Alice Springs: Araluen Cultural Precinct

Albert Namatjira Gallery

The Albert Namatjira Gallery is found inside the Araluen Arts Centre.

The gallery is named after the Aboriginal watercolourist Albert Namatjira who began painting during the 1930s. 

Namatjira was the first Aboriginal artist from Central Australia to be recognised nationally and internationally for the way his works captured the light, colour, beauty and essence of Central Australia.

The gallery showcases Namatjira's watercolours, along with works by his contemporaries and the subsequent generations of watercolourists who have continued his tradition. 

This gallery also provides an insight to the diversity, evolution and innovation of Aboriginal art from Central Australia. 

It includes works from the following collections:

  • Araluen Art Collection 
  • Rex Battarbee Collection owned by the Museum and Art Gallery of the Northern Territory 
  • Ngurratjuta Pmara Ntjarra Aboriginal Corporation Collection 
  • Papunya School Collection 
  • Warlukurlangu Collection 
  • Keringke Arts Collection.

A key feature is important Papunya boards from the early 1970s, which mark the beginning of the Western Desert art movement. These reflect major developments in contemporary Aboriginal art.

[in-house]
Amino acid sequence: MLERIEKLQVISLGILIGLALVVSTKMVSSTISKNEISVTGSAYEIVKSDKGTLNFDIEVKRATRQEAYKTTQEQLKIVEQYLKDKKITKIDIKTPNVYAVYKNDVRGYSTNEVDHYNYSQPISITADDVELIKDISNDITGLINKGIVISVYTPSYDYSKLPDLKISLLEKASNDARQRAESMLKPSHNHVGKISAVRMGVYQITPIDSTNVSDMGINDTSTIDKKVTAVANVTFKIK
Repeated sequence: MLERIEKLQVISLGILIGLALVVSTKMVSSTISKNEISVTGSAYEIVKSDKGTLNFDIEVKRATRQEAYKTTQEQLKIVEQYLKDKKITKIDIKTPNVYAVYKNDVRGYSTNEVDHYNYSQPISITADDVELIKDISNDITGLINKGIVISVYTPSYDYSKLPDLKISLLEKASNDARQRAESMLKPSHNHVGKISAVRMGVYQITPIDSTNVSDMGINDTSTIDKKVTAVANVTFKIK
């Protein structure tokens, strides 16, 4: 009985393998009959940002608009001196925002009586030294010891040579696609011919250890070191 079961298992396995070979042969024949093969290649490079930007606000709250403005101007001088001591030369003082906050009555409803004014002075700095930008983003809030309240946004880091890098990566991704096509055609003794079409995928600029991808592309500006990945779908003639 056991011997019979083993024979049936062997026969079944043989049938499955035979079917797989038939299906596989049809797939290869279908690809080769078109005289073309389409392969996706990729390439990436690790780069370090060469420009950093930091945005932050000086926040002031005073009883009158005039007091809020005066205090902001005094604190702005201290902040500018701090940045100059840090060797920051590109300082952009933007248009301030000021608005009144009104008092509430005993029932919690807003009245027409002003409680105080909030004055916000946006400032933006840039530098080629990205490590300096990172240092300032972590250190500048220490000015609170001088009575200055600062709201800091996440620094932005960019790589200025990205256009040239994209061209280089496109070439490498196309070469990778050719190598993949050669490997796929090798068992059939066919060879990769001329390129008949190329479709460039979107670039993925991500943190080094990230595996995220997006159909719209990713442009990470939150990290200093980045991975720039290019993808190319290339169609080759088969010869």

Other works exhibited in the gallery include more recent contemporary Aboriginal art, including sculpture and acrylic paintings from a number of Central Australian Aboriginal communities.

These works show the energy and vibrancy of this art movement, supported by Aboriginal-owned art centres. Many of these works have been acquired from the annual Desert Mob exhibition, held at Araluen Arts Centre since 1991. 

The Albert Namatjira Gallery will give you a unique chance to see art from some of the most important Aboriginal art movements and contemporary Aboriginal artists from Central Australia.

The works exhibited show the diversity and richness of Aboriginal art from this region. It highlights the intimate knowledge held by the artists of the country, its stories and ceremonies.

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Last updated: 24 February 2016

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